Most fascinating is that the skaters resist both the pressures of state/society/family and the common ways that young and not-so-young Koreans cope with these pressures. Hölsgens writes that, sharing a conversation with one of the local skaters, ‘skaters perform a subtle critique of Hell-Joseon by valuing their well-being, by resisting socio-political pressures that would limit their life, by taking care of one another, such that there is an escape from societal misconduct and pressures’ (53).

The unexpected flipside of individuality, independence and expression are the ways in which skaters in Seoul enact these desires in the skatepark rather than the streets. In other nodes of skateboarding, especially the US, Europe and Australia, skateparks are seen as vital yet inauthentic spaces for street skateboarding. They are legitimate training grounds and meeting sites, but street skateboarding gains legitimacy by being performed and captured (as video or image) where it is not supposed to, activating surveillance, security guards and hostile architecture such as skate-stoppers. Furthermore, it is skateboarding in the streets that reproduces the ethos of the subculture, constantly on the edge of illegality.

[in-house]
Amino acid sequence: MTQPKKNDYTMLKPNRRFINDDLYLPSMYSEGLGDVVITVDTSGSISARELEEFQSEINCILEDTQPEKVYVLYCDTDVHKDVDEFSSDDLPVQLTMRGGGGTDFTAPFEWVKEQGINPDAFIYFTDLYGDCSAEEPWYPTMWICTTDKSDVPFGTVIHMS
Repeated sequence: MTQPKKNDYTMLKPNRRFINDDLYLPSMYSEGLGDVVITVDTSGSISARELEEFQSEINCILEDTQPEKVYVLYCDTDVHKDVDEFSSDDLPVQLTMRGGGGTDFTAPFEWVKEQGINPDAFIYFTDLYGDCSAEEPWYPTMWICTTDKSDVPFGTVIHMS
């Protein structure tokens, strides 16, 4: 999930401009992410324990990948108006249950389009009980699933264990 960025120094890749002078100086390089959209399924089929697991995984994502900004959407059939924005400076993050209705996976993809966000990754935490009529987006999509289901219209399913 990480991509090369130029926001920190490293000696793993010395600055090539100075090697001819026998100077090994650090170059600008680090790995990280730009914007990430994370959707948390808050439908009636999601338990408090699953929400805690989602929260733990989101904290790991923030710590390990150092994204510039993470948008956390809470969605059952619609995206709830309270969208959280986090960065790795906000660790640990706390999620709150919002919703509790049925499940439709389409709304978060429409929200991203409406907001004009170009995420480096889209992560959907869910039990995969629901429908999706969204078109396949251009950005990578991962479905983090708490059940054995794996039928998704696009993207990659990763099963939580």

In Seoul, skateparks are an extension of the home on the one hand, but also an escape from the familial home on the other. They provide skaters with ‘an idealised conception of what homes can be, through a communing of space […] where one can take a nap or prepare dinner, without having to conform to the set of socio-cultural norms that relate to either decisively public or private life in South Korea’ (58). Hölgens connects this to spatial cultures in South Korea, where public spaces are not only used for what is generally accepted as public behaviour but also include meetings, cooking, eating, sleeping and singing, among other activities. Skateparks thus take on a sense of domesticity, care and inclusion that draws skaters of different backgrounds, genders, sexualities and skill levels.